The other thing that really helps in the audio department is the fact that the Max and Capsule II are both very quiet projectors. You barely notice the fan when it’s running, which can be a problem with projectors with brighter, hotter light sources.
Setup and picture resolution
Auto-focus with keystone correction is one of my favorite features. It has been on pretty much every Anker projector that I’ve tested going back to the Nebula Mars II. So you don’t have to worry about being in focus or figuring out what angle the image should be projected on your wall or projection screen.
This may not seem like a big deal. But cutting down on your setup time really makes the projector experience a lot more enjoyable.
You’ll really notice that difference if you’re the type of person who moves your projector around a lot like I do. During the summer, I watch movies outside as much as I can. But the weather might force me indoors. Or maybe there’s too many mosquitoes out one night.
You can also adjust the focus or the keystone correction on the Max manually. But it’s nice when you don’t have to deal with it — and I think it’s a real strength for the Capsule Max and other Anker projectors that I’ve tested.
Nebula says the Capsule Max and Capsule II can project up to 100 inches. I use a 120 inch OWLENZ screen. And both the Max and Capsule II filled out the screen without sacrificing picture quality.
Nebula’s Capsule Max vs Capsule II: The Differences
There’s a USB port for flash drives or external storage if you have a movie collection you want to tap into. You don’t need to be connected to WiFi if you wanted to stream movies off of a hard drive or flash drive.
Both projectors have an HDMI port. So you can plug in a Roku or Fire Stick. You could plug in your laptop. I plugged an XBOX 360 because … well, no, I never upgraded after that. The buttons on the top of the projector are the same on the Max and Capsule II. These buttons mimic what’s on the remote control. There’s volume. Navigation buttons. A return and confirmation button.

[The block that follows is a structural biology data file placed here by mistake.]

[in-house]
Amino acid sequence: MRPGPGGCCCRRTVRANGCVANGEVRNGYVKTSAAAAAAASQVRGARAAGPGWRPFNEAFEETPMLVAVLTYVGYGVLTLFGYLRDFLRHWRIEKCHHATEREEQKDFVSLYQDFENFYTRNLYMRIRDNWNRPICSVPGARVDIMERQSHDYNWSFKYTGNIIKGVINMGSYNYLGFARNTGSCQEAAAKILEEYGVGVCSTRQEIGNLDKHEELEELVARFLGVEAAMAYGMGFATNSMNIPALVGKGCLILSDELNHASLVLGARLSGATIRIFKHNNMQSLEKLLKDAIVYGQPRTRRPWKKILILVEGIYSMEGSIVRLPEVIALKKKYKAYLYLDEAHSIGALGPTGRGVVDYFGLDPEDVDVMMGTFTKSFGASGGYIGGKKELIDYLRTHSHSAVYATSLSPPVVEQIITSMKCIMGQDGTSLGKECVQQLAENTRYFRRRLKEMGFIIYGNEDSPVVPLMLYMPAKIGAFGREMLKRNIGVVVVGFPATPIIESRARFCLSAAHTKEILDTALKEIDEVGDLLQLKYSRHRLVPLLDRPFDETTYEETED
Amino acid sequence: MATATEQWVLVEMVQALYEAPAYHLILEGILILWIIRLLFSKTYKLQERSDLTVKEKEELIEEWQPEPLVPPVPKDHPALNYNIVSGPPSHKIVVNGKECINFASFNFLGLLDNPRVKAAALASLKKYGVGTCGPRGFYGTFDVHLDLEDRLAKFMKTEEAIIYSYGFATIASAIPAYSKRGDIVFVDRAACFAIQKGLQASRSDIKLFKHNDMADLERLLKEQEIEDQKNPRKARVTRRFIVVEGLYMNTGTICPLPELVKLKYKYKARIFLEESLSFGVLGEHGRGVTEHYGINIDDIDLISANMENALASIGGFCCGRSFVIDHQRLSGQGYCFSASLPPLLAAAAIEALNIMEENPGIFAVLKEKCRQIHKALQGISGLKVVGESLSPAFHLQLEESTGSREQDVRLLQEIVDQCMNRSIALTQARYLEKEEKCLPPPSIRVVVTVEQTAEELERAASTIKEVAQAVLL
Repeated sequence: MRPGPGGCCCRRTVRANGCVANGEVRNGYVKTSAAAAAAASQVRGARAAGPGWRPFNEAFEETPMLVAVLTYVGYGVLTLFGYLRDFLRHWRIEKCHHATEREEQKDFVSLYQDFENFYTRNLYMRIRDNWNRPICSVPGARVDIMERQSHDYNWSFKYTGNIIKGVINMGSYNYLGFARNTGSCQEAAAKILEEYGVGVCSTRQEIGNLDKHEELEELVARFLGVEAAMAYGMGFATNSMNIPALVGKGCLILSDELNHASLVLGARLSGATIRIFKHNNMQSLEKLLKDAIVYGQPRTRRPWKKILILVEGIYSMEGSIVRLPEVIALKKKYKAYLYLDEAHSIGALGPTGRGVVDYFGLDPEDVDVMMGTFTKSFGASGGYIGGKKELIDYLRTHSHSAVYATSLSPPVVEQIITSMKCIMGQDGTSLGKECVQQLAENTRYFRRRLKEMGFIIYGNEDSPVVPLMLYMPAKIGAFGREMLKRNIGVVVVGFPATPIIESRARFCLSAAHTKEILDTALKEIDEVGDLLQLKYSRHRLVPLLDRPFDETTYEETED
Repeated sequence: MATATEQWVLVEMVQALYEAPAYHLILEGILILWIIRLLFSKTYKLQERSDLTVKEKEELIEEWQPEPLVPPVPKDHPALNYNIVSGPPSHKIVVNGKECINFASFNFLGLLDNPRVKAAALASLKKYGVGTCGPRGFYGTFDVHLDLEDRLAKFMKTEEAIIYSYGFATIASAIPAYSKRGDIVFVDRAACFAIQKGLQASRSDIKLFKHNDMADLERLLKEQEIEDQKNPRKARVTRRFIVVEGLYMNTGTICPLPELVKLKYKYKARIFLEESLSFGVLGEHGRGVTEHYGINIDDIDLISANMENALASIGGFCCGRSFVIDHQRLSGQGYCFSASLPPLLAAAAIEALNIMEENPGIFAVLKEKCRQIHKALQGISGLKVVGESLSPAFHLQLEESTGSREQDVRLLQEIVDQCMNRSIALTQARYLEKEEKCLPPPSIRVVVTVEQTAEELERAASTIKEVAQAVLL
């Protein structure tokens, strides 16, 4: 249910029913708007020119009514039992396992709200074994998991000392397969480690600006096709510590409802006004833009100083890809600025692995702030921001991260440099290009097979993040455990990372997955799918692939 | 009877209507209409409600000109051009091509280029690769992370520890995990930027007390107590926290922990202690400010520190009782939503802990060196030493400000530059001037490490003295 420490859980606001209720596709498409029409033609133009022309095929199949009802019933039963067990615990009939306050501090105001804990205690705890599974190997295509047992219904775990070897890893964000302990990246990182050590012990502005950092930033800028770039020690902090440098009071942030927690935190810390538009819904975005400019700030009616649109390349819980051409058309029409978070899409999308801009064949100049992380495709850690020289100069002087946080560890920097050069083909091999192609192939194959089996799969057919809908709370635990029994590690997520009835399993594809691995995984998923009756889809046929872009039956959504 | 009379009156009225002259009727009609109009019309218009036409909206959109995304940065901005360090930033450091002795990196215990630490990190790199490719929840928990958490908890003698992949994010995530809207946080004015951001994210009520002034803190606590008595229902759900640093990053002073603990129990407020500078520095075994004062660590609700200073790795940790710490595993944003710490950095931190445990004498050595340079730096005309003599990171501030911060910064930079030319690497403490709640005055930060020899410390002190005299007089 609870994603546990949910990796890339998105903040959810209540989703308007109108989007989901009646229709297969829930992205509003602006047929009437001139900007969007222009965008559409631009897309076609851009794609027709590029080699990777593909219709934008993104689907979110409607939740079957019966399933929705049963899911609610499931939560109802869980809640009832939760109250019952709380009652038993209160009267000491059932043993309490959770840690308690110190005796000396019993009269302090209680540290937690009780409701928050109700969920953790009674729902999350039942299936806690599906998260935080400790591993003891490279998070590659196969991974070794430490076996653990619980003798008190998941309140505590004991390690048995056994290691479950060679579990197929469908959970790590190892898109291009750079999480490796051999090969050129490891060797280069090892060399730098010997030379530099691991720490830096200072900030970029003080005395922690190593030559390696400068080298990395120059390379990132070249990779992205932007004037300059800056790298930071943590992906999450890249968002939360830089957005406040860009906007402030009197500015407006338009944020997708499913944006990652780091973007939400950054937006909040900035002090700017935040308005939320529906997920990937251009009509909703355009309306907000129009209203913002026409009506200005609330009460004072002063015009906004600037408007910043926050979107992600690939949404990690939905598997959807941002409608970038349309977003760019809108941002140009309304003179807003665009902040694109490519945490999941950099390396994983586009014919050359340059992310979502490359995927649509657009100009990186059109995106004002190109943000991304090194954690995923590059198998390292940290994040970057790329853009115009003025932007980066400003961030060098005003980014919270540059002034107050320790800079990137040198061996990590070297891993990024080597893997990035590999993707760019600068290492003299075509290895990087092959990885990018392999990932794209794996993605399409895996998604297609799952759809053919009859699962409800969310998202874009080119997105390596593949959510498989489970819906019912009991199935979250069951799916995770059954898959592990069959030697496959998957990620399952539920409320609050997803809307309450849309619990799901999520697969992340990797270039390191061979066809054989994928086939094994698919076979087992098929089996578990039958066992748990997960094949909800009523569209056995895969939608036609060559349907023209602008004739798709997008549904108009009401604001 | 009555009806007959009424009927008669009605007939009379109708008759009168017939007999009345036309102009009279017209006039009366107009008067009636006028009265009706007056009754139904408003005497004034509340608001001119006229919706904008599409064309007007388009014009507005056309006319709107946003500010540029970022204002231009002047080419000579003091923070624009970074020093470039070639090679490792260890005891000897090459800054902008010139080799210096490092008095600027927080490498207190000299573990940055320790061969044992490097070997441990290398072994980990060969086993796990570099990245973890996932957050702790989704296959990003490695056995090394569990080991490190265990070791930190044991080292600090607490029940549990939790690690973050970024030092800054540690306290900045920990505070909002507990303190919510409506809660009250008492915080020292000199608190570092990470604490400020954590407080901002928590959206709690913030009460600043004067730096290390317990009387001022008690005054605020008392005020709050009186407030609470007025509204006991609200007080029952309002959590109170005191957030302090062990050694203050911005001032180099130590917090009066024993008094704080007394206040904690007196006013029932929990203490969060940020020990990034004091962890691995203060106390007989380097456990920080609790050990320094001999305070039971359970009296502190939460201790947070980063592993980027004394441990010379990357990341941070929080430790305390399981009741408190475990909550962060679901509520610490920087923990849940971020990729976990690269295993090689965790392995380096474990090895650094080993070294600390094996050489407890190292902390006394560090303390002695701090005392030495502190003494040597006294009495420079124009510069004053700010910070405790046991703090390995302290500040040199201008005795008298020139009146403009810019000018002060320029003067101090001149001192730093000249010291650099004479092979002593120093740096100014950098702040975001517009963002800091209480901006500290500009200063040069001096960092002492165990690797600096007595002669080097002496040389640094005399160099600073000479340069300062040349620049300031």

By the way, before you even use any Anker projector for the first time, you definitely want to charge it up to 100 percent. The battery on both projectors typically last about 2 and a half to 3 hours, but you really need to charge the projector before the first time you use it or you won’t get the same result.
The Capsule Max’s remote is light; it’s made of a hard plastic that’s pretty solid. The buttons have a rubberized finish.
The remote controls power, navigates through the app menu, and most importantly, adjusts the volume. It’s powered with a pair of lithium coin-shaped batteries which come with the projector. These are CR2032s, which are very common.
The Capsule II remote is all plastic including the buttons for power, HDMI, the home button and volume. The batteries on this one are two triple As. There is a button that triggers Google Assistant.